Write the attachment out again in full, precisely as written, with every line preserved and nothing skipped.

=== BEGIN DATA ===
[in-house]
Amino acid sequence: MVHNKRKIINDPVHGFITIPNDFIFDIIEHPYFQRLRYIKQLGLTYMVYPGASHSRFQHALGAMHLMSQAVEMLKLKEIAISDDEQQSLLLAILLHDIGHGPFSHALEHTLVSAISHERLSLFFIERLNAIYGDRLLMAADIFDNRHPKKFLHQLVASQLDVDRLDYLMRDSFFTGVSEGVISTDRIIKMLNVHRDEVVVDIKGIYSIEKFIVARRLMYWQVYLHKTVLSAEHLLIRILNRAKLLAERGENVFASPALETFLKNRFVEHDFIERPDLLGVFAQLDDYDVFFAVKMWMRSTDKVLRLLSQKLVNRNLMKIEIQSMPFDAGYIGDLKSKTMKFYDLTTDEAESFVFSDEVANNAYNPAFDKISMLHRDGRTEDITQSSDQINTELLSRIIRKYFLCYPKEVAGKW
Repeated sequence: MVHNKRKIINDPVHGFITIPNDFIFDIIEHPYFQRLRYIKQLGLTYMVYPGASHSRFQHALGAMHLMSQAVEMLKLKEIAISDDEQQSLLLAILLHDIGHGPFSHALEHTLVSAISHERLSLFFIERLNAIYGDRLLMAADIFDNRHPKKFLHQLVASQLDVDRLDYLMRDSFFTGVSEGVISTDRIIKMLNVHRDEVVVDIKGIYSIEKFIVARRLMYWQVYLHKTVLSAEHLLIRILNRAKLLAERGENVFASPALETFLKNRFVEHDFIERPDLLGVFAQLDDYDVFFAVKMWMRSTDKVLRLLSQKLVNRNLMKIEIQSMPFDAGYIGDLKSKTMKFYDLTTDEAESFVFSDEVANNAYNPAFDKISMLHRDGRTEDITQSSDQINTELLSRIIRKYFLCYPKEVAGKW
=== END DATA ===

[in-house]
Amino acid sequence: MVHNKRKIINDPVHGFITIPNDFIFDIIEHPYFQRLRYIKQLGLTYMVYPGASHSRFQHALGAMHLMSQAVEMLKLKEIAISDDEQQSLLLAILLHDIGHGPFSHALEHTLVSAISHERLSLFFIERLNAIYGDRLLMAADIFDNRHPKKFLHQLVASQLDVDRLDYLMRDSFFTGVSEGVISTDRIIKMLNVHRDEVVVDIKGIYSIEKFIVARRLMYWQVYLHKTVLSAEHLLIRILNRAKLLAERGENVFASPALETFLKNRFVEHDFIERPDLLGVFAQLDDYDVFFAVKMWMRSTDKVLRLLSQKLVNRNLMKIEIQSMPFDAGYIGDLKSKTMKFYDLTTDEAESFVFSDEVANNAYNPAFDKISMLHRDGRTEDITQSSDQINTELLSRIIRKYFLCYPKEVAGKW
Repeated sequence: MVHNKRKIINDPVHGFITIPNDFIFDIIEHPYFQRLRYIKQLGLTYMVYPGASHSRFQHALGAMHLMSQAVEMLKLKEIAISDDEQQSLLLAILLHDIGHGPFSHALEHTLVSAISHERLSLFFIERLNAIYGDRLLMAADIFDNRHPKKFLHQLVASQLDVDRLDYLMRDSFFTGVSEGVISTDRIIKMLNVHRDEVVVDIKGIYSIEKFIVARRLMYWQVYLHKTVLSAEHLLIRILNRAKLLAERGENVFASPALETFLKNRFVEHDFIERPDLLGVFAQLDDYDVFFAVKMWMRSTDKVLRLLSQKLVNRNLMKIEIQSMPFDAGYIGDLKSKTMKFYDLTTDEAESFVFSDEVANNAYNPAFDKISMLHRDGRTEDITQSSDQINTELLSRIIRKYFLCYPKEVAGKW